Grades 7-12, College, Adult
Directed by Brenda Longfellow
DVD Purchase $250, Rent $85
VHS Purchase $250, Rent $85
US Release Date: 2008
Copyright Date: 2007
DVD ISBN: 0-7722-1222-8
VHS ISBN: 0-7722-1221-X
Climate Change/Global Warming
Forests and Rainforests
Urban and Regional Planning
Awards and Festivals
"The Green," Sundance Channel
Bronze Remi Award, WorldFest International Film Festival
Finger Lakes Environmental Film Festival
Amazing Earthfest, Kanab UT
A report from the front lines of climate change in Kenya, India, Canada, the Arctic, China, and Montana where people's lives have already been dramatically altered.
Climate change is already here. In another decade, the damage will be irreversible.
Weather Report is a sneak peek into the future. This year-long road trip takes us around the world, to places where global warming is having an immediate effect. We meet people for whom climate change already has life-and-death implications.
In India, city planners brace for more flooding disasters. In northern Kenya, tree-planting activists try to fend off the extreme drought that is sparking armed conflict over water and land. In the Canadian Arctic, elders are baffled by unpredictable weather patterns and animal behavior.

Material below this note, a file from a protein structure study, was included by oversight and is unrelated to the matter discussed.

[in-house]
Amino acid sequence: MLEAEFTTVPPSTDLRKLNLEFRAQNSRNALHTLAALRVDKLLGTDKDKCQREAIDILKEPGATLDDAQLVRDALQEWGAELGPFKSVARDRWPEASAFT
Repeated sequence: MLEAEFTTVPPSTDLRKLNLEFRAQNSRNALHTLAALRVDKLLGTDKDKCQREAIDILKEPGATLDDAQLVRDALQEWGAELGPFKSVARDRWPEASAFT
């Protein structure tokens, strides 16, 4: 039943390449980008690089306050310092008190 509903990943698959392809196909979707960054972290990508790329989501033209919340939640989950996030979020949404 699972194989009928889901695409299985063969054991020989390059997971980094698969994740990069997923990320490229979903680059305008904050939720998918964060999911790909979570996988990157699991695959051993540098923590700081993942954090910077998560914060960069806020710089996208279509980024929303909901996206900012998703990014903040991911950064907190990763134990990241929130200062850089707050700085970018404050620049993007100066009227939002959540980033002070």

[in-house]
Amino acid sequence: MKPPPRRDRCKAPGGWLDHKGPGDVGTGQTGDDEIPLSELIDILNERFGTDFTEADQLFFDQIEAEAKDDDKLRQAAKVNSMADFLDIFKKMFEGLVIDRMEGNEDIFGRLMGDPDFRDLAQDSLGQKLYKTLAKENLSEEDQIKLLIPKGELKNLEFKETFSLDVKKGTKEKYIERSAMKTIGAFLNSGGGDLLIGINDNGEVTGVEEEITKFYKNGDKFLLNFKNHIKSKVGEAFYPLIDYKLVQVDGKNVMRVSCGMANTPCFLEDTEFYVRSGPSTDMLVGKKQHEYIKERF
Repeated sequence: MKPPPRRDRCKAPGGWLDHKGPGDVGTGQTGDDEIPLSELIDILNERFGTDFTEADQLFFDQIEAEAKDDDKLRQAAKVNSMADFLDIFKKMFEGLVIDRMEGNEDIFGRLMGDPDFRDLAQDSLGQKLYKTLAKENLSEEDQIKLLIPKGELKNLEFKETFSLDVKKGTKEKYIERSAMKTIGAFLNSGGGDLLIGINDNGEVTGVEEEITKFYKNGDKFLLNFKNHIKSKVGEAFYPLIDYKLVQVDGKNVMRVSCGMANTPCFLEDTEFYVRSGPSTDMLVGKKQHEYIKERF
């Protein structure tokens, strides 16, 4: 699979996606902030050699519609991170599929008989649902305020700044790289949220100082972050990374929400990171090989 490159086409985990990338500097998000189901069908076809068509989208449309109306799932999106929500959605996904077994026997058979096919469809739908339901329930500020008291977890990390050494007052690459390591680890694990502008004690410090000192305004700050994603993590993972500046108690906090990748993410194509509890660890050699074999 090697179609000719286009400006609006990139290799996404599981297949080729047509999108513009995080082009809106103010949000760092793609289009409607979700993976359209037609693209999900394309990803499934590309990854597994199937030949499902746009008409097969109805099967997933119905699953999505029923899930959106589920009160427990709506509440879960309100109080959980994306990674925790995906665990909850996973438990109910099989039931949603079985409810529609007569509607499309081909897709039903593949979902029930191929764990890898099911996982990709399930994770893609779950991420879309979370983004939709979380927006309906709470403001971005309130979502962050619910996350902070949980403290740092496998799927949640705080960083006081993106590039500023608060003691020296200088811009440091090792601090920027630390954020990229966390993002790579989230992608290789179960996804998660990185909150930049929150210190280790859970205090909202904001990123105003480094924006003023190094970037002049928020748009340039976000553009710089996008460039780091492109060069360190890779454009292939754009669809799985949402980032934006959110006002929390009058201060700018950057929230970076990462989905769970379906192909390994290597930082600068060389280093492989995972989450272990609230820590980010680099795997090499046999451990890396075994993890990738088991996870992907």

Many of the characters we meet are tireless fighters. People like Nobel Peace prize winner Wangari Maathai, whose Green Belt Movement marries conservation with community economic growth. A few years ago, Maathai was beaten by private security guards while protecting a forest. Now she's an assistant minister in the Kenyan government. Half a world away, in northern Canada, firebrand activist Sheila Watt-Cloutier fights to protect Inuit human rights against the impacts of climate change. Cloutier grew up riding dog sleds and hunting seals, a way of life disappearing for social but also climatic reasons. As head of the Inuit Circumpolar Conference, she mounts a case that emissions from the US are a violation of the rights of the Inuit and other northern peoples whose cultures are being destroyed.